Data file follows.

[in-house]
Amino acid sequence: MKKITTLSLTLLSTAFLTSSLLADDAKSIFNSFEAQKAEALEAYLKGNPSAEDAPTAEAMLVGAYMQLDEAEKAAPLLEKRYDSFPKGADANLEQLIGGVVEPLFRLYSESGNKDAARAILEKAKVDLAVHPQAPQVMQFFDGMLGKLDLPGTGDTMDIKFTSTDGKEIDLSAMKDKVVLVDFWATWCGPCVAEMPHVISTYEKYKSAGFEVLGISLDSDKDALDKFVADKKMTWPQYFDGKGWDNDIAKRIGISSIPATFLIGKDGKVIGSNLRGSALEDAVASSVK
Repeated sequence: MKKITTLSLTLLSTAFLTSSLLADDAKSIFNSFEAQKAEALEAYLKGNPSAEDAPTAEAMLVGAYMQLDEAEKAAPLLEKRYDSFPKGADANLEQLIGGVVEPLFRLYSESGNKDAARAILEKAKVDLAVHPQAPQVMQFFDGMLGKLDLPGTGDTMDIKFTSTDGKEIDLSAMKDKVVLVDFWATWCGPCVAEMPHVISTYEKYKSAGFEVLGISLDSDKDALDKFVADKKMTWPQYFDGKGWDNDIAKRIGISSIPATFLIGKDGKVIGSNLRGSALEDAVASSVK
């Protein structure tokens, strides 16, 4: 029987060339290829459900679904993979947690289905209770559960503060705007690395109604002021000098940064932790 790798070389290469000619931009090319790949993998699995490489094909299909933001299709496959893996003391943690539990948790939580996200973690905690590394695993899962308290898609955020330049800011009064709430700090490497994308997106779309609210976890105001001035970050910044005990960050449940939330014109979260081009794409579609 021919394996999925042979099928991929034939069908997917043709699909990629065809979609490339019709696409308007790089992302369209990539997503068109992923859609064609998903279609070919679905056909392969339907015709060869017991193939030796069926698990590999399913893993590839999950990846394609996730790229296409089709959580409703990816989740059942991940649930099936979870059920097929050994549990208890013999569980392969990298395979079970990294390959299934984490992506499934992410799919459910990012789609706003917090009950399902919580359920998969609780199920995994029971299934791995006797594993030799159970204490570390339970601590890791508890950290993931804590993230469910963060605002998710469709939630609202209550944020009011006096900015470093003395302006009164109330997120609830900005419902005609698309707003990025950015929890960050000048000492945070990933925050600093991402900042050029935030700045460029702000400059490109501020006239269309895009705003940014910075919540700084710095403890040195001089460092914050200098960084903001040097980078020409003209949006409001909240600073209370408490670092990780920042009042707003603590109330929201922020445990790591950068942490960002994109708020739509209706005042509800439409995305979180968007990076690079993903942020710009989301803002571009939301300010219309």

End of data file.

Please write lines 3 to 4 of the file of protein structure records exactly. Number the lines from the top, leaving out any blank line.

Repeated sequence: MKKITTLSLTLLSTAFLTSSLLADDAKSIFNSFEAQKAEALEAYLKGNPSAEDAPTAEAMLVGAYMQLDEAEKAAPLLEKRYDSFPKGADANLEQLIGGVVEPLFRLYSESGNKDAARAILEKAKVDLAVHPQAPQVMQFFDGMLGKLDLPGTGDTMDIKFTSTDGKEIDLSAMKDKVVLVDFWATWCGPCVAEMPHVISTYEKYKSAGFEVLGISLDSDKDALDKFVADKKMTWPQYFDGKGWDNDIAKRIGISSIPATFLIGKDGKVIGSNLRGSALEDAVASSVK
């Protein structure tokens, strides 16, 4: 029987060339290829459900679904993979947690289905209770559960503060705007690395109604002021000098940064932790 790798070389290469000619931009090319790949993998699995490489094909299909933001299709496959893996003391943690539990948790939580996200973690905690590394695993899962308290898609955020330049800011009064709430700090490497994308997106779309609210976890105001001035970050910044005990960050449940939330014109979260081009794409579609 021919394996999925042979099928991929034939069908997917043709699909990629065809979609490339019709696409308007790089992302369209990539997503068109992923859609064609998903279609070919679905056909392969339907015709060869017991193939030796069926698990590999399913893993590839999950990846394609996730790229296409089709959580409703990816989740059942991940649930099936979870059920097929050994549990208890013999569980392969990298395979079970990294390959299934984490992506499934992410799919459910990012789609706003917090009950399902919580359920998969609780199920995994029971299934791995006797594993030799159970204490570390339970601590890791508890950290993931804590993230469910963060605002998710469709939630609202209550944020009011006096900015470093003395302006009164109330997120609830900005419902005609698309707003990025950015929890960050000048000492945070990933925050600093991402900042050029935030700045460029702000400059490109501020006239269309895009705003940014910075919540700084710095403890040195001089460092914050200098960084903001040097980078020409003209949006409001909240600073209370408490670092990780920042009042707003603590109330929201922020445990790591950068942490960002994109708020739509209706005042509800439409995305979180968007990076690079993903942020710009989301803002571009939301300010219309």